(Enter a chamberlain.)
Chamberlain (sighing). Alas! To what a state am I reduced!
[paragraph continues] The king is within. I will tell him of the urgent business which demands his attention. (He takes a few steps.) But what is the business? (He recalls it.) Yes, I remember. Certain hermits, pupils of Kanva, desire to see his Majesty. Strange, strange!
[paragraph continues] (He walks and looks about.) Here is his Majesty.
[paragraph continues] In truth, I hesitate to announce the coming of Kanva's pupils to the king. For he has this moment risen from the throne of justice. But kings are never weary. For
(He walks about. Enter the king, the clown, and retinue according to rank.)
King (betraying the cares of office). Every one is happy on attaining his desire--except a king. His difficulties increase with his power. Thus:
Two court poets behind the scenes. Victory to your Majesty.
King (listening). Strange! I was wearied by the demands of my office, but this renews my spirit.
Clown. Does a bull forget that he is tired when you call him the leader of the herd?
King (smiling). Well, let us sit down. (They seat themselves, and the retinue arranges itself. A lute is heard behind the scenes.)
Clown (listening). My friend, listen to what is going on in the music-room. Some one is playing a lute, and keeping good time. I suppose Lady Hansavati is practising.
King. Be quiet. I wish to listen.
Chamberlain (looks at the king). Ah, the king is occupied. I must await his leisure. (He stands aside.)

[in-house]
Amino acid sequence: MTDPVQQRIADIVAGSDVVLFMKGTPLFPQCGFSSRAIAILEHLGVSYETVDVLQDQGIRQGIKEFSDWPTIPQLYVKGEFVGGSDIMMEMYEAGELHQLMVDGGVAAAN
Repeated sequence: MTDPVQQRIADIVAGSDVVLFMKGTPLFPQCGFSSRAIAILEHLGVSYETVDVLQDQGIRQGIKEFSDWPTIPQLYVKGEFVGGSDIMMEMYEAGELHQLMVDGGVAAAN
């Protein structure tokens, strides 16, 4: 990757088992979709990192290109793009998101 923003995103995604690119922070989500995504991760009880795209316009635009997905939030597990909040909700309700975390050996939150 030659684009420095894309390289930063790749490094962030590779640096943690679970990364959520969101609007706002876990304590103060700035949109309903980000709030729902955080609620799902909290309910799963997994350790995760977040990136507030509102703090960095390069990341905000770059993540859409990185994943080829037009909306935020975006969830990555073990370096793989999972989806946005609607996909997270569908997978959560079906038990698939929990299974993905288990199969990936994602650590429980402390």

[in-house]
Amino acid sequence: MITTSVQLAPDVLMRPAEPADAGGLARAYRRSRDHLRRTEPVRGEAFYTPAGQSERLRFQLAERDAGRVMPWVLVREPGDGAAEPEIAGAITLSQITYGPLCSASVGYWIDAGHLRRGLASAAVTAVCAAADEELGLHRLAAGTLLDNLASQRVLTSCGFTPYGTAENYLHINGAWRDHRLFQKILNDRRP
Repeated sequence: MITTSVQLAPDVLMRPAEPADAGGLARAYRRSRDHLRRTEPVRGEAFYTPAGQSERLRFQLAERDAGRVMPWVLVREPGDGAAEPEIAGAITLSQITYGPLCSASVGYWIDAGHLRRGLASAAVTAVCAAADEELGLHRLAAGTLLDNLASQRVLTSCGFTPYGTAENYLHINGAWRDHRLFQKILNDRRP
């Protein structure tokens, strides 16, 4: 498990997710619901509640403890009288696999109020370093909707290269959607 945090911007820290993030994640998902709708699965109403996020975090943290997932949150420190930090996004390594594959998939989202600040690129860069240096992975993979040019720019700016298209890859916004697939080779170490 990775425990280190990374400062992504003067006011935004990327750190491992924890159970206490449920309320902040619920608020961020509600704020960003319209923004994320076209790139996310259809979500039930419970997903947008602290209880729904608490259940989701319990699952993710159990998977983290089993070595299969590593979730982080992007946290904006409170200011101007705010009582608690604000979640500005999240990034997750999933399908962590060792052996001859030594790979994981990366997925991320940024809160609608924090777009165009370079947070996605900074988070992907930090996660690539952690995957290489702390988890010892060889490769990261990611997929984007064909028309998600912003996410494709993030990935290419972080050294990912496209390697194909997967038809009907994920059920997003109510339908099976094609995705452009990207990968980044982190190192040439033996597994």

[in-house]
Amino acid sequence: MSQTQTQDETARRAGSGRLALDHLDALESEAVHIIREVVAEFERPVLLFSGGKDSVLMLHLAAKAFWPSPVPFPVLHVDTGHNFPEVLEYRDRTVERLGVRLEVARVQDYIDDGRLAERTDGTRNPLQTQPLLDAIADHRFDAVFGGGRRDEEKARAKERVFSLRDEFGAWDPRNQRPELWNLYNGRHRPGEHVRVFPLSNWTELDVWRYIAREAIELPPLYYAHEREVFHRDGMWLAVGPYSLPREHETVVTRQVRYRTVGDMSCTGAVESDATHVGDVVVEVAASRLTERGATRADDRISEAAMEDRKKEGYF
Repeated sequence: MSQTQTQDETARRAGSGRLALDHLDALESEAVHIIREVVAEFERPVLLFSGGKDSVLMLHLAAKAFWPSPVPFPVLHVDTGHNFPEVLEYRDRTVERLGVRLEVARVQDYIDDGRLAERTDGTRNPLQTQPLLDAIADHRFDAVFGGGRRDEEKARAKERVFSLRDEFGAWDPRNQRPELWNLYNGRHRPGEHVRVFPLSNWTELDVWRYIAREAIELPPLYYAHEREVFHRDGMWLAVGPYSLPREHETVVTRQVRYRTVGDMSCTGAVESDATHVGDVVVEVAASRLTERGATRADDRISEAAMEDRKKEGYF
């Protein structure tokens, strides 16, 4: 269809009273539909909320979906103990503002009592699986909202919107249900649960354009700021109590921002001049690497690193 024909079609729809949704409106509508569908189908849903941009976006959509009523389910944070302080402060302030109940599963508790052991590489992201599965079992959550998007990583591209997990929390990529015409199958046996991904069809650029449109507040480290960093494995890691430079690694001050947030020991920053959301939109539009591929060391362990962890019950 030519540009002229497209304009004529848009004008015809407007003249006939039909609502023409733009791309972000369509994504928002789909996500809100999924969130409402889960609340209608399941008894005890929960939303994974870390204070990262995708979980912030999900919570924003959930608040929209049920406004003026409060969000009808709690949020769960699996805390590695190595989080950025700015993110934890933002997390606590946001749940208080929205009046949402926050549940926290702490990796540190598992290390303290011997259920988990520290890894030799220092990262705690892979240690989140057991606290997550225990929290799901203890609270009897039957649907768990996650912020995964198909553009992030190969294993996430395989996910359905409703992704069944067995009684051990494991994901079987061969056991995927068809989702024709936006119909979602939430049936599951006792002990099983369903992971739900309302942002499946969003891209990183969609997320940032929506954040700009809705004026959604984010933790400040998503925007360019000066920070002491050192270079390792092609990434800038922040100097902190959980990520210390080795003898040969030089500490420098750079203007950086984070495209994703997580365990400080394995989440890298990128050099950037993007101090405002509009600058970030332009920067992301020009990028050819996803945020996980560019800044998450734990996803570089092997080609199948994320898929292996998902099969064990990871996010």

A song behind the scenes.
How can you be tempted so
By the lily, pet?
Fresher honey 's sweet, I know;
But can you forget?
King. What an entrancing song!
Clown. But, man, don't you understand what the words mean?
King (smiling). I was once devoted to Queen Hansavati. And the rebuke comes from her. Friend Madhavya, tell Queen Hansavati in my name that the rebuke is a very pretty one.
Clown. Yes, sir. (He rises.) But, man, you are using another fellow's fingers to grab a bear's tail-feathers with. I have about as much chance of salvation as a monk who hasn't forgotten his passions.
King. Go. Soothe her like a gentleman.
Clown. I suppose I must. (Exit.)
King (to himself). Why am I filled with wistfulness on hearing such a song? I am not separated from one I love.
There must be recollections
Of things not seen on earth,
Deep nature's predilections,
Loves earlier than birth.
[paragraph continues] (He shows the wistfulness that comes from unremembered things.)
Chamberlain (approaching). Victory to your Majesty. Here are hermits who dwell in the forest at the foot of the Himalayas. They bring women with them, and they carry a message from Kanva. What is your pleasure with regard to them?
King (astonished). Hermits? Accompanied by women? From Kanva?
King. Request my chaplain Somarata in my name to
receive these hermits in the manner prescribed by Scripture, and to conduct them himself before me. I will await them in a place fit for their reception.